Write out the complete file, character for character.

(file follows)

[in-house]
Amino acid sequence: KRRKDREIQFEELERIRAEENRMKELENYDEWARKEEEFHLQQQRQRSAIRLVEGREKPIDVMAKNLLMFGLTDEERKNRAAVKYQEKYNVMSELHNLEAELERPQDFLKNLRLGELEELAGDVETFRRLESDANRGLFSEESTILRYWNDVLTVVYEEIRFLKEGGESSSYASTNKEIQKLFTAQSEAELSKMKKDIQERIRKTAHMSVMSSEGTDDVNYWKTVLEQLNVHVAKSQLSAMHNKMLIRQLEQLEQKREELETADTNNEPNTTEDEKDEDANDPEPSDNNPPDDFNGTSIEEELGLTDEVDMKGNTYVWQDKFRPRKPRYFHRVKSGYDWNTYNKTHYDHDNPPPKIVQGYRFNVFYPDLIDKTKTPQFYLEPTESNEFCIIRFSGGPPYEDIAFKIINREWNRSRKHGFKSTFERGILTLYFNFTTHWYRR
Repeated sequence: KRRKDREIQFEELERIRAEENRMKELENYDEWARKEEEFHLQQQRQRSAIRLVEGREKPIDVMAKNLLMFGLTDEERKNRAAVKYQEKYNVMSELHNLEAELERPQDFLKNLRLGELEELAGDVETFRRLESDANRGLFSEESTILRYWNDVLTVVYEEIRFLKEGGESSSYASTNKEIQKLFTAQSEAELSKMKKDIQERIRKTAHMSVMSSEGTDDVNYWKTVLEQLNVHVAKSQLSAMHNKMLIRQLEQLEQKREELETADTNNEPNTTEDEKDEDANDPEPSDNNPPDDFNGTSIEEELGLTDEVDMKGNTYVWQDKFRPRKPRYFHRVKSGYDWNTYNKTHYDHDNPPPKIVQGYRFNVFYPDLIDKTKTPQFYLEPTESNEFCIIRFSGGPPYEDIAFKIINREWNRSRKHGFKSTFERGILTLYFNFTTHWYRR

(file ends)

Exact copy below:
[in-house]
Amino acid sequence: KRRKDREIQFEELERIRAEENRMKELENYDEWARKEEEFHLQQQRQRSAIRLVEGREKPIDVMAKNLLMFGLTDEERKNRAAVKYQEKYNVMSELHNLEAELERPQDFLKNLRLGELEELAGDVETFRRLESDANRGLFSEESTILRYWNDVLTVVYEEIRFLKEGGESSSYASTNKEIQKLFTAQSEAELSKMKKDIQERIRKTAHMSVMSSEGTDDVNYWKTVLEQLNVHVAKSQLSAMHNKMLIRQLEQLEQKREELETADTNNEPNTTEDEKDEDANDPEPSDNNPPDDFNGTSIEEELGLTDEVDMKGNTYVWQDKFRPRKPRYFHRVKSGYDWNTYNKTHYDHDNPPPKIVQGYRFNVFYPDLIDKTKTPQFYLEPTESNEFCIIRFSGGPPYEDIAFKIINREWNRSRKHGFKSTFERGILTLYFNFTTHWYRR
Repeated sequence: KRRKDREIQFEELERIRAEENRMKELENYDEWARKEEEFHLQQQRQRSAIRLVEGREKPIDVMAKNLLMFGLTDEERKNRAAVKYQEKYNVMSELHNLEAELERPQDFLKNLRLGELEELAGDVETFRRLESDANRGLFSEESTILRYWNDVLTVVYEEIRFLKEGGESSSYASTNKEIQKLFTAQSEAELSKMKKDIQERIRKTAHMSVMSSEGTDDVNYWKTVLEQLNVHVAKSQLSAMHNKMLIRQLEQLEQKREELETADTNNEPNTTEDEKDEDANDPEPSDNNPPDDFNGTSIEEELGLTDEVDMKGNTYVWQDKFRPRKPRYFHRVKSGYDWNTYNKTHYDHDNPPPKIVQGYRFNVFYPDLIDKTKTPQFYLEPTESNEFCIIRFSGGPPYEDIAFKIINREWNRSRKHGFKSTFERGILTLYFNFTTHWYRR